By Ben Sherman, Fort Sill CannoneerJanuary 17, 2013
FORT SILL, Okla.-- The Army Field Artillery Museum staff at Fort Sill is constantly working to expand their collection. In 2012 the museum acquired 10 new self-propelled artillery pieces, many of which were from the World War II era. The first one completed was the 150mm "Hummel" (Bumble Bee) German self-propelled howitzer, (which was featured in the Sept. 27 Cannoneer). Four more pieces have recently been restored, two of which are featured in this story.
"We acquired many of them this past year from the Ordnance Museum at Aberdeen Proving Grounds," said Gordon Blaker, Army Field Artillery museum director and curator.
"The Ordnance Museum has moved from Aberdeen to Fort Lee, Va., and they've also modified their mission. So we took advantage of that with the BRAC move and with some funding that General [Mark] McDonald very generously gave us to get additional artillery pieces moved here."
The two pieces featured here are the Sturmpanzer IV "Brummbär" (Grouch) self-propelled howitzer, and the Semovente M90/35 90mm self-propelled gun.
"The Brummbär was a heavy assault artillery piece designed mainly for urban combat, to destroy buildings and enemy fortifications. It's heavily armored, with 100mm thick armor in the front and a 155mm very short barreled howitzer," said Blaker.
"This particular one we now have was captured in Italy during World War II and then shipped back to Aberdeen for evaluation. There were only 316 Brummbärs made, and they were in production from April 1943 until March 1945."
Blaker went on to say only four Brummbärs remain in the world, and the one at Fort Sill is the only one in the Western Hemisphere. The other three surviving artillery pieces are in Germany, France and Russia.
"Brummbärs were organized in four assault gun units which the Germans called "Sturmpanzer-Abteilung" which means armored assault detachments. Our Brummbär has now been restored on the outside by the Directorate of Logistics paint shop. Although we did get all of the hatches cut open, we hope to restore the interior in the future."
The DoL paint shop has the responsibility of restoring the artillery pieces so they can eventually be put on display in Constitution Park next door to the FA museum. For the workers it is exciting to be part of the restoration process, although it is quite a bit of work.
"A lot of this stuff comes in looking like it has been sitting in a river for about 10 years. We often have to rebuild certain parts that have deteriorated over time because of the rust after sitting outside for decades," said Corey Lejeune, a paint shop worker.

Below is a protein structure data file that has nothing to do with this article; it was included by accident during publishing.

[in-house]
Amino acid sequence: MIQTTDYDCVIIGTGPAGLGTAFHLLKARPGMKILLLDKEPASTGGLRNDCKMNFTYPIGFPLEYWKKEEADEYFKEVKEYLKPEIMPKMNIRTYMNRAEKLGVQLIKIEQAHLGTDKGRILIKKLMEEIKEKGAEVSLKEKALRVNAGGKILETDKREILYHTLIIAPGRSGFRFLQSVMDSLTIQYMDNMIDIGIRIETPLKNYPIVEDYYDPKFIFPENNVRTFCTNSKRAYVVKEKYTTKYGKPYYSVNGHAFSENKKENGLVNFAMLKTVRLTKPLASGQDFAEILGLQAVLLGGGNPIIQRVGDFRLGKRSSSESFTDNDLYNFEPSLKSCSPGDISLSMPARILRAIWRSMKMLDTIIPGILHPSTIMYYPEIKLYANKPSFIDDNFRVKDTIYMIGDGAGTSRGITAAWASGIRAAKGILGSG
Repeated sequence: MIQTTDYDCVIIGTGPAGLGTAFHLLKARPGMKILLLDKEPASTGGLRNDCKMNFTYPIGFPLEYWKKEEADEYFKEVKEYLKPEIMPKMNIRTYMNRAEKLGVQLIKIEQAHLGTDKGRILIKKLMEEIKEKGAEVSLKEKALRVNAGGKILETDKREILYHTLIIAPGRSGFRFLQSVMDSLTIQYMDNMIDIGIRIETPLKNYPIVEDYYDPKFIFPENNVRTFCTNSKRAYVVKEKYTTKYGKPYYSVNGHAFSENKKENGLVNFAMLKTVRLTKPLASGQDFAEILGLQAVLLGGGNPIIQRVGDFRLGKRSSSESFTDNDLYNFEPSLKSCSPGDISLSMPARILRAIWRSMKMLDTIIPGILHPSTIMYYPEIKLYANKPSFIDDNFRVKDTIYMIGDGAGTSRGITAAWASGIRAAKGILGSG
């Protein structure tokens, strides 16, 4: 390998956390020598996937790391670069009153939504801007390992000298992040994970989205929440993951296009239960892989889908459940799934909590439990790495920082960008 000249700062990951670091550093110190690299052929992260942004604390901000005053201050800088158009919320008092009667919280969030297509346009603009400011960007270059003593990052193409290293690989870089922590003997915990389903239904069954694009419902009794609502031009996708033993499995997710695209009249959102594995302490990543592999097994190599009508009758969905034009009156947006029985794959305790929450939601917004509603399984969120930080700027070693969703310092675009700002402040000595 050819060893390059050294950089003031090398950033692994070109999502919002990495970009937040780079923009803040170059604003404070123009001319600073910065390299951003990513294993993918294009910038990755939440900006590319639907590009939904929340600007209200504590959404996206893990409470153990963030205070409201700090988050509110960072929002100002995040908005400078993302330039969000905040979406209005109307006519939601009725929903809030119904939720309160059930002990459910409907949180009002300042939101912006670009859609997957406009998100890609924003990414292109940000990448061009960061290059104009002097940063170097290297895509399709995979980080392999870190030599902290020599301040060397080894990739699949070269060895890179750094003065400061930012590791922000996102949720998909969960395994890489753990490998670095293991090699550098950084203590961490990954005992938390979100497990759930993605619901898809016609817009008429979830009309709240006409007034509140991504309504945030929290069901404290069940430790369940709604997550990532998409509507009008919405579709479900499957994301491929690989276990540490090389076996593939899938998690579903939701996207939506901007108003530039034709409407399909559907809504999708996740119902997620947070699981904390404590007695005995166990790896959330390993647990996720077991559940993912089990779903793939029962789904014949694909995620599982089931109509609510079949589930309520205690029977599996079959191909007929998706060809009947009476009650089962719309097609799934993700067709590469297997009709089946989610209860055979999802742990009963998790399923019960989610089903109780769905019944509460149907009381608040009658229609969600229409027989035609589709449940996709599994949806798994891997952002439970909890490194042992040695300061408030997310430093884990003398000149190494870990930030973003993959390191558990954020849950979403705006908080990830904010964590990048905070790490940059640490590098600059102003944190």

"The hardest part is trying to get it to match with the way it was originally. We depend on Blaker to give us information and tell us how it should look."
The second restored piece is the Semovente M90/35 90mm self-propelled gun, which arose out of the needs of the Italian army to have a weapon capable of killing a Soviet T-34 tank on the Eastern Front.
"The Italians sent a number of artillery units to the Eastern Front to fight alongside their allies, the Germans. The Italian forces there quickly discovered they didn't have anything capable of knocking out Soviet T-34s, which were fairly well armored. So they mounted their most potent anti-tank gun, which was actually an L/53 anti-aircraft gun, on a modified tank chassis and put an armored shield around it," Blaker said.
Production was started in April 1942 but only 30 were produced before Italy surrendered in September 1943. When Italy surrendered the German army in Italy seized the remaining guns and used them mainly as self-propelled artillery.
"Our particular gun has a fairly good history. It was assigned to the 163rd Support Artillery Group, was captured in Sicily in 1943 and shipped back to Aberdeen for evaluation. It is the sole surviving example in the world," Blaker said.
"On the Semovente we had to refabricate the fenders because they had rusted out. So we had to take them apart and refabricate them," said James "Butch" Durgin. "The tracks no longer rolled, so we had to move it around with a forklift, a really big forklift."
Zeph Wilson has worked in the paint shop for nine years and believes the work they do is important.
"Restoring these historic vehicles is a lot of fun and very rewarding, and I'm glad we get to do it," he said.
"The camouflage pattern was all hand chalked on each piece, and then the guys had to cut in the new color without getting over spray. It takes a lot of technique to make it look right. Not just anybody can do this type of work."
"We managed to find some good photographs of the Semovente right after it was captured, put the original unit markings back on it and duplicated the camouflage pattern it had," said Blaker. "Both of these guns have been nicely restored."
Future issues of the Cannoneer will feature the German 138/1 150mm self-propelled heavy infantry gun, nicknamed the "Cricket;" the German L/28 105mm self-propelled field howitzer, the "Grasshopper;" and the Soviet B-4 M1931 203mm tracked howitzer. More artillery pieces recently obtained by the FA museum will be featured as they are restored.